MI5 Builds New Centre To Read Email
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MI5 BUILDS NEW CENTRE TO READ E-MAILS ON THE NET
The Sunday Times
April 30 2000
MI5 is building a new £25m e-mail surveillance centre that will have the
power to monitor all e-mails and internet messages sent and received in
Britain. The government is to require internet service providers, such as
Freeserve and AOL, to have "hardwire" links to the new computer facility so
that messages can be traced across the internet.
The security service and the police will still need Home Office permission
to search for e-mails and internet traffic, but they can apply for general
warrants that would enable them to intercept communications for a company or
The new computer centre, codenamed GTAC - government technical assistance
centre - which will be up and running by the end of the year inside MI5's
London headquarters, has provoked concern among civil liberties groups.
"With this facility, the government can track every website that a person
visits, without a warrant, giving rise to a culture of suspicion by
association," said Caspar Bowden, director of the Foundation for Information
The government already has powers to tap phone lines linking computers, but
the growth of the internet has made it impossible to read all material. By
requiring service providers to install cables that will download material to
MI5, the government will have the technical capability to read everything
that passes over the internet.
Home Office officials say the centre is needed to tackle the use of the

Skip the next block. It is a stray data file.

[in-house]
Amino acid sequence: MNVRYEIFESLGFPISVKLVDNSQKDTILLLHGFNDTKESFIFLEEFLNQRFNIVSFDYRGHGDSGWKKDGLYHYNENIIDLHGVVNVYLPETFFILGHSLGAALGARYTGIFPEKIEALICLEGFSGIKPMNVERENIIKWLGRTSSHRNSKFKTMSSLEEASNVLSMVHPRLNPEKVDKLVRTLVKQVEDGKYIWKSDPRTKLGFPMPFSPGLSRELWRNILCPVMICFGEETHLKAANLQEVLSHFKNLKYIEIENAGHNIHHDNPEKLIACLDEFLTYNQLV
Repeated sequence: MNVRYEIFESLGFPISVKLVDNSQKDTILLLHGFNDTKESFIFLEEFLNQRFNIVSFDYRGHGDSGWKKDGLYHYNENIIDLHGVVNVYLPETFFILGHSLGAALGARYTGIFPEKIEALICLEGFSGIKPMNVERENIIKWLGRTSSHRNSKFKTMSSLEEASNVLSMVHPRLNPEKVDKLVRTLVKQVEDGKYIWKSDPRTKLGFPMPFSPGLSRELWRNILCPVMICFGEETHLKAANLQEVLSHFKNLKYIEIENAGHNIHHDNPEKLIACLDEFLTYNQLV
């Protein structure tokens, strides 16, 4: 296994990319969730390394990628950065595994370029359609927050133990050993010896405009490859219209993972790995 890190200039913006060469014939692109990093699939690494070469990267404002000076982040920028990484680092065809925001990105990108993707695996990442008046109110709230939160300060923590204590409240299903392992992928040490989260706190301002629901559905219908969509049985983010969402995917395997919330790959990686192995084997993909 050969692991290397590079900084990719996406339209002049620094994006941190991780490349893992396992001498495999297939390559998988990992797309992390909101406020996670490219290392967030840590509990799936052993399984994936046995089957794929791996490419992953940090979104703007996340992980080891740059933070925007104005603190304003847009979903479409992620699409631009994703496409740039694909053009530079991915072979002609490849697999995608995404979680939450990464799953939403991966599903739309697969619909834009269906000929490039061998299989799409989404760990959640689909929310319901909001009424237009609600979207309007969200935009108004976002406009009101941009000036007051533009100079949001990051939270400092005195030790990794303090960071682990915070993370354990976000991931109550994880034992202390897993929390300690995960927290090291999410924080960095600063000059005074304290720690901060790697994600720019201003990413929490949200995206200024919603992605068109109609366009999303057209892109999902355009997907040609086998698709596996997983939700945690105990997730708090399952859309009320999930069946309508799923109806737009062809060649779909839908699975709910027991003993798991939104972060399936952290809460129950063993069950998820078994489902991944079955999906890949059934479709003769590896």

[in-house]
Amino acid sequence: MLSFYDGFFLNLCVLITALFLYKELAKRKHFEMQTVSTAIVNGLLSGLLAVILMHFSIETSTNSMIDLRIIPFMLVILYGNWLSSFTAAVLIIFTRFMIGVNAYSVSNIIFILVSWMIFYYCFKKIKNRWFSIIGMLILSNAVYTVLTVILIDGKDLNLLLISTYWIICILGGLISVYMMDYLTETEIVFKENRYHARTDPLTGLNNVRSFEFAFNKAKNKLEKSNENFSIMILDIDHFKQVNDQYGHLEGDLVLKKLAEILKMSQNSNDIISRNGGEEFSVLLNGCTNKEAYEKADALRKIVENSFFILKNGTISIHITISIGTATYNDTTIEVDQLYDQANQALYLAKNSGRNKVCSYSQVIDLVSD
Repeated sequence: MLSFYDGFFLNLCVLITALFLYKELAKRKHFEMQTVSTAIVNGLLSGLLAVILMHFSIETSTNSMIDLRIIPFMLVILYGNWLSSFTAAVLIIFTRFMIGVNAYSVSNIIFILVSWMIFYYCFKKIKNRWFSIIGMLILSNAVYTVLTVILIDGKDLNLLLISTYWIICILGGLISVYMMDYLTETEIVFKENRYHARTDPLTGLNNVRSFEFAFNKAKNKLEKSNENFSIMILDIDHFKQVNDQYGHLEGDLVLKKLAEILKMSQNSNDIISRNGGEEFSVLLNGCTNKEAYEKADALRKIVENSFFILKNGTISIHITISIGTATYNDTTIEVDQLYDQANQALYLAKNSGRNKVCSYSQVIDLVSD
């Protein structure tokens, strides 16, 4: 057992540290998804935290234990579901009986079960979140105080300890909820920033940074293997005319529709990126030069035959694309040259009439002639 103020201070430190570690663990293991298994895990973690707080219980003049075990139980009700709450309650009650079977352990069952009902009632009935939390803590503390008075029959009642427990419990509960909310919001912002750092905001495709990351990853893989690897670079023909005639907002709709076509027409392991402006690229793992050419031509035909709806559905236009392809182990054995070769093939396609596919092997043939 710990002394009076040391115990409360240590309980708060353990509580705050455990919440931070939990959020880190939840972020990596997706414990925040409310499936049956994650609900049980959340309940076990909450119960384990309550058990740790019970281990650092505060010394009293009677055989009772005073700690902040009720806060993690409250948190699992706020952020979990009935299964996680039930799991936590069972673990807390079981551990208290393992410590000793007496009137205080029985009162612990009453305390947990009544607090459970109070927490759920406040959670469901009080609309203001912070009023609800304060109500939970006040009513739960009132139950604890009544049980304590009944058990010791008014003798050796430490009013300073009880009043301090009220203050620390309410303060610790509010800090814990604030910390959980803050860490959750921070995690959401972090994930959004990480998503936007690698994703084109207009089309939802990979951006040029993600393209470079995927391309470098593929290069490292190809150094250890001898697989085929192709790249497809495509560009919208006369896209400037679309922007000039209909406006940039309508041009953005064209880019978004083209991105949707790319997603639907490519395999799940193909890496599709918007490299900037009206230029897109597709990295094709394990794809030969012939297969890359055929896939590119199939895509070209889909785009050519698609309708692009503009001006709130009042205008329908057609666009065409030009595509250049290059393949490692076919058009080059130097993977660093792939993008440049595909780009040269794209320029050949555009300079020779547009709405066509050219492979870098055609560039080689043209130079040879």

internet and mobile phone networks by terrorists and international crime
gangs.Charles Clark, the minister in charge of the spy centre project, said
it would allow police to keep pace with technology.
"Hardly anyone was using the internet or mobile phones 15 years ago," a Home
Office source said. "Now criminals can communicate with each other by a huge
array of devices and channels and can encrypt their messages, putting them
beyond the reach of conventional eavesdropping."
There has been an explosion in the use of the internet for crime in Britain
and across the world, leading to fears in western intelligence agencies that
they will soon be left behind as criminals abandon the telephone and resort
to encrypted e-mails to run drug rings and illegal prostitution and
The new spy centre will decode messages that have been encrypted. Under new
powers due to come into force this summer, police will be able to require
individuals and companies to hand over computer "keys", special codes that
unlock scrambled messages.
There is controversy over how the costs of intercepting internet traffic
should be shared between government and industry. Experts estimate that the
cost to Britain's 400 service providers will be £30m in the first year.
Internet companies say that this is too expensive, especially as many are
About 15m people in Britain have internet access. Legal experts have warned
that many are unguarded in the messages they send or the material they
download, believing that they are safe from prying eyes.
"The arrival of this spy centre means that Big Brother is finally here,"
said Norman Baker, Liberal Democrat MP for Lewes. "The balance between the
state and individual privacy has swung too far in favour of the state."
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